“I haven’t gotten bored with no-hitters yet,” he said to mark the occasion, via The New York Times‘ Jack Curry.

These are the exclamation points you think of when pondering Ryan’s legacy. You think of the strikeouts and longevity first and foremost, and then the wins and no-hitters as icing on the cake.

But after the exclamations come the questions, and they fall under the umbrella of one in particular:

Just how good was Nolan Ryan?

That Ryan’s right arm was a force of nature is good news and bad news. The good news is everything we discussed above. The bad news is how, like all forces of nature, there was no controlling it.

Just as Ryan’s the all-time leader in strikeouts, he’s also the all-time leader in walks. And not just because of his longevity, either. He averaged 4.67 walks per nine innings, easily the highest rate among 3,000-inning pitchers.

Elsewhere, Ryan’s also the all-time leader in wild pitches and in the top 10 in hit batsmen. No wonder Oscar Gamble once told The New York Times‘ Dave Anderson that a good night against Ryan was “0-for-4 and don’t get hit in the head.”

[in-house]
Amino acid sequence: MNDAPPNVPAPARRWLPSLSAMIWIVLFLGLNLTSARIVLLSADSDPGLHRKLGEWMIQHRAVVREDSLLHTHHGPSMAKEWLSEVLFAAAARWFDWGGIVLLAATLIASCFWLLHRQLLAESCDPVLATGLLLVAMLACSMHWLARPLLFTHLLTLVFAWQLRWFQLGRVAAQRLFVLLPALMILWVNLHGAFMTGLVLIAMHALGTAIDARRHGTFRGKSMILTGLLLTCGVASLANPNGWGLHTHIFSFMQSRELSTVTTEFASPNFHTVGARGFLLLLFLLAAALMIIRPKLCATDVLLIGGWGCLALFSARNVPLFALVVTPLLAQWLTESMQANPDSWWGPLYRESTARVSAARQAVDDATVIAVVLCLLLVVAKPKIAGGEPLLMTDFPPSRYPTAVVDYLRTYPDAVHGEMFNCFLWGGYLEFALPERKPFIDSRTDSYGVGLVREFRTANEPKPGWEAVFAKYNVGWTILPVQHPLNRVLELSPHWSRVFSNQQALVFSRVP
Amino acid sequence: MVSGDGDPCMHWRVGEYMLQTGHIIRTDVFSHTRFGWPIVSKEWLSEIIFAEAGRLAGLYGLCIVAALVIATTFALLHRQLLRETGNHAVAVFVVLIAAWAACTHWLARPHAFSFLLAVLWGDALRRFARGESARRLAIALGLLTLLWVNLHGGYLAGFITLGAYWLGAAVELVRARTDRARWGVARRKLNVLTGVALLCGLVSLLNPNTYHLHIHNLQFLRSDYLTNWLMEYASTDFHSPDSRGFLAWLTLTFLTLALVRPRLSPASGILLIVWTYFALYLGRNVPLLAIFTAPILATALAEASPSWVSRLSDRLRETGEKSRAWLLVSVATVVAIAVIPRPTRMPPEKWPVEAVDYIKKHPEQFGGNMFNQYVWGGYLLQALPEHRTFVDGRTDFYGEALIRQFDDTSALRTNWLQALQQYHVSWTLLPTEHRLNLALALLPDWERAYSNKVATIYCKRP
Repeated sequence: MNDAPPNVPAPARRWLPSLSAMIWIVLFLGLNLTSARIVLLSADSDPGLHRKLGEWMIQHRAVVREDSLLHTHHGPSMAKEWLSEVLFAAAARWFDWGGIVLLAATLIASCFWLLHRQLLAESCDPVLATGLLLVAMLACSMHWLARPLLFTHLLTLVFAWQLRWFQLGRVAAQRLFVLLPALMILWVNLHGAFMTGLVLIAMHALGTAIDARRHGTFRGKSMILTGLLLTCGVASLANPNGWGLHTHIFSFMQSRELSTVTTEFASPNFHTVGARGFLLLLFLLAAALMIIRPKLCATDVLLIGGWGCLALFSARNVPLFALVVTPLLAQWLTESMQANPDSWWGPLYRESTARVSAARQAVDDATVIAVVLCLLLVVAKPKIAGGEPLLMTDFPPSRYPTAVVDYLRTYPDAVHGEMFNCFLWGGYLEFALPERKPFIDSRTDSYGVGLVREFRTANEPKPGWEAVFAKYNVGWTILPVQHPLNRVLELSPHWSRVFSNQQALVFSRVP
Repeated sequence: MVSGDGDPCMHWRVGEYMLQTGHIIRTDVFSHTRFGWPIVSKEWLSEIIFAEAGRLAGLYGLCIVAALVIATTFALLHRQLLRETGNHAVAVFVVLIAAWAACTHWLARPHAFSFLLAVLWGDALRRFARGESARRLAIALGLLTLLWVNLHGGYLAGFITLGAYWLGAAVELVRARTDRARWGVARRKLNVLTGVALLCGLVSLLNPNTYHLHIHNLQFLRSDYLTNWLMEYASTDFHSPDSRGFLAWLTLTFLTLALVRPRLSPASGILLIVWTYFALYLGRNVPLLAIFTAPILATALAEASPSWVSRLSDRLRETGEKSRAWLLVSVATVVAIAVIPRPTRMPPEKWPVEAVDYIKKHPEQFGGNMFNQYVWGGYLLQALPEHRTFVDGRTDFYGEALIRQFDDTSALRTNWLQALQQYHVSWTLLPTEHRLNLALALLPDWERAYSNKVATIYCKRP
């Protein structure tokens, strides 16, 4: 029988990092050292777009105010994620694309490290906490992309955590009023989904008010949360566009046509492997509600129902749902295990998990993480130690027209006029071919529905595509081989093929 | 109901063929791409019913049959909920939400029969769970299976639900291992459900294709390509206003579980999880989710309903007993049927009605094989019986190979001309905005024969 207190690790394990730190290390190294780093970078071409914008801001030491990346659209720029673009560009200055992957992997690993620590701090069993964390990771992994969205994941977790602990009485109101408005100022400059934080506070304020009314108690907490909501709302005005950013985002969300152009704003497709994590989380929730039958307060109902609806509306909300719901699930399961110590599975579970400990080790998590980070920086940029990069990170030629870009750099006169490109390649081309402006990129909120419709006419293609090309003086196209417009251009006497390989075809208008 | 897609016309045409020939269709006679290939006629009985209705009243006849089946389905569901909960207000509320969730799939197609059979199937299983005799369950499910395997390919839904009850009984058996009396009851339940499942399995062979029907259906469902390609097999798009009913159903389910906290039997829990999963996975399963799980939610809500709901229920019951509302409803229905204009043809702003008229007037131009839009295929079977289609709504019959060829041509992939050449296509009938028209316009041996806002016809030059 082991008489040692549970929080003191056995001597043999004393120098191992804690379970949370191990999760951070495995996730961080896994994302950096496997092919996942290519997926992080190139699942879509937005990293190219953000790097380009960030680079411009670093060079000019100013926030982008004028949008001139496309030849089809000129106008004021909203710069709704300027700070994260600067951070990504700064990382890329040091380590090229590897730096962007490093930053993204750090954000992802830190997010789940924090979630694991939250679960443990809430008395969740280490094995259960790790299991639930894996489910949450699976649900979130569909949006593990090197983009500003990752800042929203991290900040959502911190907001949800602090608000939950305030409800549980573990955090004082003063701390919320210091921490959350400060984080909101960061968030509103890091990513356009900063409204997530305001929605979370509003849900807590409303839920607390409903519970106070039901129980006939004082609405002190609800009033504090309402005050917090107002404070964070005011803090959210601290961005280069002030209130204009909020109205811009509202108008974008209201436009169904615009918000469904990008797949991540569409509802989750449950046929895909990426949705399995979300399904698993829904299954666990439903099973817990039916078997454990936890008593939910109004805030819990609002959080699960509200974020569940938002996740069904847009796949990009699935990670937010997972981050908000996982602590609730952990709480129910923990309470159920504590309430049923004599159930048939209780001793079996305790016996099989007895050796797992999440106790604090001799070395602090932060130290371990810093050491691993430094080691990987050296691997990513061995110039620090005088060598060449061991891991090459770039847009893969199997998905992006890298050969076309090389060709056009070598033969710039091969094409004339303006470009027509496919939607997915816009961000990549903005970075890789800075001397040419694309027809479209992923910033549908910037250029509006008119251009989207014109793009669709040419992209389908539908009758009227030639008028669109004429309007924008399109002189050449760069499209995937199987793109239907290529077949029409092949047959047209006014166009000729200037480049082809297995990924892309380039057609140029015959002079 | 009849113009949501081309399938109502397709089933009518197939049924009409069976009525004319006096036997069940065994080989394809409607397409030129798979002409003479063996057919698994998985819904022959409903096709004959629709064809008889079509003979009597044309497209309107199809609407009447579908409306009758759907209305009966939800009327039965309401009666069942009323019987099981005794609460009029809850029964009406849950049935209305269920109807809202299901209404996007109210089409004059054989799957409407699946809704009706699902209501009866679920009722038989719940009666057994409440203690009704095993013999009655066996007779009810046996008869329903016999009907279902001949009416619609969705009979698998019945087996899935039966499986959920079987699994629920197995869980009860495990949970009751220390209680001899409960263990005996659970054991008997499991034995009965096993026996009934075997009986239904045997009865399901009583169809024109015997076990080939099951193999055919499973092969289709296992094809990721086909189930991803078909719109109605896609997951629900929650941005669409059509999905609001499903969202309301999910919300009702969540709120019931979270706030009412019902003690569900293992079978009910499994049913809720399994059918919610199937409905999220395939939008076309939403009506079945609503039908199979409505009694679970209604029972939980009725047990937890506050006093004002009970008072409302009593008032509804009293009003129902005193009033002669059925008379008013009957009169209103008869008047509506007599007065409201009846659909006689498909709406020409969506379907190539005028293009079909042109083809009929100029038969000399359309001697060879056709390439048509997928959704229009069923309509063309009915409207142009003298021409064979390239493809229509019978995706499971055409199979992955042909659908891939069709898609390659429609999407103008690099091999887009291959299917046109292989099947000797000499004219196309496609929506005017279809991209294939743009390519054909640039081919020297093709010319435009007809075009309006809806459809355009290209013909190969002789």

With all this wildness, Ryan’s strikeout habit wasn’t just a rare talent. It was a necessity.

And even his strikeout habit could only help his ERA so much most seasons. Ryan only finished eight seasons with an ERA under 3.00—certainly giving him fewer chances to contend for a Cy Young Award that, shockingly, he never wonand retired with a 3.19 career ERA.

Using ERA+ to adjust for park and league standards, Ryan’s career 112 ERA+ puts him in the same company as Al Leiter, Bartolo Colon and Josh Beckett. Good company, but far less than great company.

This is when you remember that Ryan paired a modern-era record 292 losses with his 324 wins. Of those, 254 came in those final 22 seasons we discussed. It’s commendable that he won so many games with mediocre teams, but he himself wasn’t entirely separate from that mediocrity.

All this leads us to the obligatory wins above replacement discussion. If you consult FanGraphs‘ version of WAR, Ryan is the sixth-most valuable pitcher ever. Consult Baseball-Reference.com’s WAR, however, and Ryan is only 20th all time.